A Hong Kong company doesn’t need to hold AGM if it falls in one of the following cases:
- Single-member company
- Dormant company
- Everything required to be done in the meeting is done by a written resolution.
- A company can dispense with AGMs holding by a written resolution passed by all members.
Did you know how to determine your financial year end as a Hong Kong company? Here is a blog that could show you the way to do it!
Maintenance and Update of any Changes to the Companies Registry
According to Hong Kong compliance requirements, there must be at least one director who is a natural person, and one shareholder (a person or a body corporate).
The good news is that a local or foreigner is acceptable. But the person must be above 18 years old. It is possible for an individual to be the sole director and shareholder of a Hong Kong company.
In addition, it is compulsory to notify CR of changes in a Hong Kong company within 15 days of changes.
Below are some changes that you’ll have to inform the relevant authority:
- Registered office address
- Secretary and director’s appointment or cessation
- Secretary and director particulars
- Company name (filing form NNC2 after passing the special resolution of the name change)
- The allotment or issuance of a new share (within one month
Since 1 March 2018, certain Hong Kong companies have to maintain a significant controller register which must be available for inspection by law enforcement officers upon request. So, don’t forget to put this note in your consideration list before checking the next compliance duty.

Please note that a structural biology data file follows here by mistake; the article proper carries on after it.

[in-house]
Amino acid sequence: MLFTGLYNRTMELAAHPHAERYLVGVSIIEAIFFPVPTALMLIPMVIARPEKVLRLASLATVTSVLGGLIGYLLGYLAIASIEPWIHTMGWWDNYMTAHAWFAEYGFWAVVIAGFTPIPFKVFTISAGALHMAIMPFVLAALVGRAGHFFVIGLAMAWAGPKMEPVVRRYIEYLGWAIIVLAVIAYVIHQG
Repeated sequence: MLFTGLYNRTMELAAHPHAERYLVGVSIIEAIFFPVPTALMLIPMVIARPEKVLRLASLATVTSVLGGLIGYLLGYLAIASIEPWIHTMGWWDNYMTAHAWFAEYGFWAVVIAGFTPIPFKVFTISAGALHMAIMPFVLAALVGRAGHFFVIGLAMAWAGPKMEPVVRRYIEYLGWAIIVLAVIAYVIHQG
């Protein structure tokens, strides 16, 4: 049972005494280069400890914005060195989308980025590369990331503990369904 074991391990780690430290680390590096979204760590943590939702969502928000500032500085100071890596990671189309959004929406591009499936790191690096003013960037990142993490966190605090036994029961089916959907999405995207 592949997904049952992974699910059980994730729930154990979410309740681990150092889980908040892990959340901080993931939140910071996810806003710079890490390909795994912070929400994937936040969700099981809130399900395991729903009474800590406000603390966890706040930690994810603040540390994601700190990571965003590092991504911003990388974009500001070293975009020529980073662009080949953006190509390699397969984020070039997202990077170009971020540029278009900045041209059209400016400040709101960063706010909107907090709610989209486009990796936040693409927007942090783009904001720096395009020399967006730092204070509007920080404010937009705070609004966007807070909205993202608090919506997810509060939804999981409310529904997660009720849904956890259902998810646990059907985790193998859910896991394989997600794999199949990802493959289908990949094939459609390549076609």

Annual Return and Tax Filing
Companies are responsible for annual filing requirements in Hong Kong.
Firstly, a Hong Kong company must file an annual return (form NAR1) with CR, which details the corporate particulars i.e., registered address, directors, shareholders, and company secretary.
Secondly, the company must complete also the annual profit tax return with IRD.
The next part sheds light on how and when corporates should file these returns to avoid violating Hong Kong’s annual compliance obligations.
To help you better manage and stay tuned in your corporate compliance, we’ve made this handy Guide to Countries’ Annual Compliance. It contains elementary reporting obligations and timelines of +18 countries including Hong Kong.
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Compact view of your company’s regulatory requirements
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Annual Filing Requirements in Hong Kong
According to Hong Kong Companies Registry (CR) and Inland Revenue Department (IRD), either local or foreign corporates are accountable for annual filing requirements.
Annual Return with CR
- Filing an Annual Return (form NAR1) signed by a director, company secretary, manager, or authorized representative.
- For company types other than private, certified true copies of the financial statements are mandatory together with form NAR1. The documents also have to contain the report of the auditors and the report of the directors.
- If there is no change from the last filed return, file a simplified version – form AR2 or AR3.
- Dormant corporates under the Companies Ordinance are exempted from filing annual returns.
- Online forms can be downloaded at www.cr.gov.hk
- Online submission is acceptable at www.eregistry.gov.hk
- Purchasing physical forms and submitting them directly at
14th floor, Queensway Government Offices
66 Queensway, Hong Kong
- Private companies have to file once every year, within 42 days from the anniversary date of the foundation.
What happens if your company does not file, or file late annual requirements in Hong Kong?